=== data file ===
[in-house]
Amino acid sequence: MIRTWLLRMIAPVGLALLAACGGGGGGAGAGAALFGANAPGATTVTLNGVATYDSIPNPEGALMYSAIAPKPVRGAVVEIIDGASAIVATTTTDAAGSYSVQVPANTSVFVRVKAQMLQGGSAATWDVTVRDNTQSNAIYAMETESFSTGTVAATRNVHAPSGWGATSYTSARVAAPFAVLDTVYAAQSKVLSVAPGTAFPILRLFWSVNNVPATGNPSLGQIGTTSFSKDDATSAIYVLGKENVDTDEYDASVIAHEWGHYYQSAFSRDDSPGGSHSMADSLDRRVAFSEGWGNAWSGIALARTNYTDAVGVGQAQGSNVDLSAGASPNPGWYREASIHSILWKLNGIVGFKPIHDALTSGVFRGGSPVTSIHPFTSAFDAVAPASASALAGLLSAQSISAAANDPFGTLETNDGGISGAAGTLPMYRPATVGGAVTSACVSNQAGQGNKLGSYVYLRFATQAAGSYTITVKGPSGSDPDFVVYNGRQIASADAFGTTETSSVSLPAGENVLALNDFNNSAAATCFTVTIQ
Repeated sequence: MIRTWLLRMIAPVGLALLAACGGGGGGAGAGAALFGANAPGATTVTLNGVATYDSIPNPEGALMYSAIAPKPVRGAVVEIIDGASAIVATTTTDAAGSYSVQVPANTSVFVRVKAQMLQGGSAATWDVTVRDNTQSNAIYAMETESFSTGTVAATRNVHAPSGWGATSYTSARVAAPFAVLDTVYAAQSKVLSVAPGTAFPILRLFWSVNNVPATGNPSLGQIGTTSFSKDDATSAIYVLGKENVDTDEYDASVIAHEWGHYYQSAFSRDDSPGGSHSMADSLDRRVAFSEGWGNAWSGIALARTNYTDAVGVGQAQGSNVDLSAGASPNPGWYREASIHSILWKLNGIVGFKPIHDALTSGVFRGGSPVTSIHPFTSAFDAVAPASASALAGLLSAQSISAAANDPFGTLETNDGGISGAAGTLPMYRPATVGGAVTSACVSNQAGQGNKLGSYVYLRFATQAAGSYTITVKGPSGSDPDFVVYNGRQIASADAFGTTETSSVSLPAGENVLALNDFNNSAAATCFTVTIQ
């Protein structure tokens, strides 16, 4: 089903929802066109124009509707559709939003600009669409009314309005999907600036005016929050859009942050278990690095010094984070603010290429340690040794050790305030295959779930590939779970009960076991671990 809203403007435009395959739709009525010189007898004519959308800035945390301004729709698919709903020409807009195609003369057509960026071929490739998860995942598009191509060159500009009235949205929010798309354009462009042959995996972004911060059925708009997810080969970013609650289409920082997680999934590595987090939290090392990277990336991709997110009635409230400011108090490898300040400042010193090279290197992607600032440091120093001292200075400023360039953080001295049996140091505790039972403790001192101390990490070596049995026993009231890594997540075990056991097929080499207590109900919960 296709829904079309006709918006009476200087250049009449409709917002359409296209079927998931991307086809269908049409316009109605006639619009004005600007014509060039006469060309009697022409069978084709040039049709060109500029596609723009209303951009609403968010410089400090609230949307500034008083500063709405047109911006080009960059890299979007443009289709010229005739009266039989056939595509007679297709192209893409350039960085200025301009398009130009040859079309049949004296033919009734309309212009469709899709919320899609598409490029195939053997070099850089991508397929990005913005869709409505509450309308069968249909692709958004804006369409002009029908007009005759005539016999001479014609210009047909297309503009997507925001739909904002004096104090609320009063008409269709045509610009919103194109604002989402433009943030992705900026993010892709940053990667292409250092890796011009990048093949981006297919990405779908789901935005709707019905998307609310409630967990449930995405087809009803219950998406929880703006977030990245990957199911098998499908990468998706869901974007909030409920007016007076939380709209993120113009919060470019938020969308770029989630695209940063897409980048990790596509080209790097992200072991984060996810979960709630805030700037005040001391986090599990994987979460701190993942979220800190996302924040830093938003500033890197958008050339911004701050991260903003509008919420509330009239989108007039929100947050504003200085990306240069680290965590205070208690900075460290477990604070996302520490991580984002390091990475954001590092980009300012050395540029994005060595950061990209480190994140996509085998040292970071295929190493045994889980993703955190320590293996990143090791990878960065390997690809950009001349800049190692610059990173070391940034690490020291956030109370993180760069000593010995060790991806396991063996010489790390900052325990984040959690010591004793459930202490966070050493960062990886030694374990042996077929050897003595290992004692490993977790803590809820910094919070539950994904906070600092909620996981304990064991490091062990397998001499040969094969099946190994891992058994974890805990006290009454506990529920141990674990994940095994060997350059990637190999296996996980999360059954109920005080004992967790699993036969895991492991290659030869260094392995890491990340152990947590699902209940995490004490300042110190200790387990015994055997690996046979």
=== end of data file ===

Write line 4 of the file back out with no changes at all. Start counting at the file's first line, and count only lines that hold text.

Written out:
């Protein structure tokens, strides 16, 4: 089903929802066109124009509707559709939003600009669409009314309005999907600036005016929050859009942050278990690095010094984070603010290429340690040794050790305030295959779930590939779970009960076991671990 809203403007435009395959739709009525010189007898004519959308800035945390301004729709698919709903020409807009195609003369057509960026071929490739998860995942598009191509060159500009009235949205929010798309354009462009042959995996972004911060059925708009997810080969970013609650289409920082997680999934590595987090939290090392990277990336991709997110009635409230400011108090490898300040400042010193090279290197992607600032440091120093001292200075400023360039953080001295049996140091505790039972403790001192101390990490070596049995026993009231890594997540075990056991097929080499207590109900919960 296709829904079309006709918006009476200087250049009449409709917002359409296209079927998931991307086809269908049409316009109605006639619009004005600007014509060039006469060309009697022409069978084709040039049709060109500029596609723009209303951009609403968010410089400090609230949307500034008083500063709405047109911006080009960059890299979007443009289709010229005739009266039989056939595509007679297709192209893409350039960085200025301009398009130009040859079309049949004296033919009734309309212009469709899709919320899609598409490029195939053997070099850089991508397929990005913005869709409505509450309308069968249909692709958004804006369409002009029908007009005759005539016999001479014609210009047909297309503009997507925001739909904002004096104090609320009063008409269709045509610009919103194109604002989402433009943030992705900026993010892709940053990667292409250092890796011009990048093949981006297919990405779908789901935005709707019905998307609310409630967990449930995405087809009803219950998406929880703006977030990245990957199911098998499908990468998706869901974007909030409920007016007076939380709209993120113009919060470019938020969308770029989630695209940063897409980048990790596509080209790097992200072991984060996810979960709630805030700037005040001391986090599990994987979460701190993942979220800190996302924040830093938003500033890197958008050339911004701050991260903003509008919420509330009239989108007039929100947050504003200085990306240069680290965590205070208690900075460290477990604070996302520490991580984002390091990475954001590092980009300012050395540029994005060595950061990209480190994140996509085998040292970071295929190493045994889980993703955190320590293996990143090791990878960065390997690809950009001349800049190692610059990173070391940034690490020291956030109370993180760069000593010995060790991806396991063996010489790390900052325990984040959690010591004793459930202490966070050493960062990886030694374990042996077929050897003595290992004692490993977790803590809820910094919070539950994904906070600092909620996981304990064991490091062990397998001499040969094969099946190994891992058994974890805990006290009454506990529920141990674990994940095994060997350059990637190999296996996980999360059954109920005080004992967790699993036969895991492991290659030869260094392995890491990340152990947590699902209940995490004490300042110190200790387990015994055997690996046979």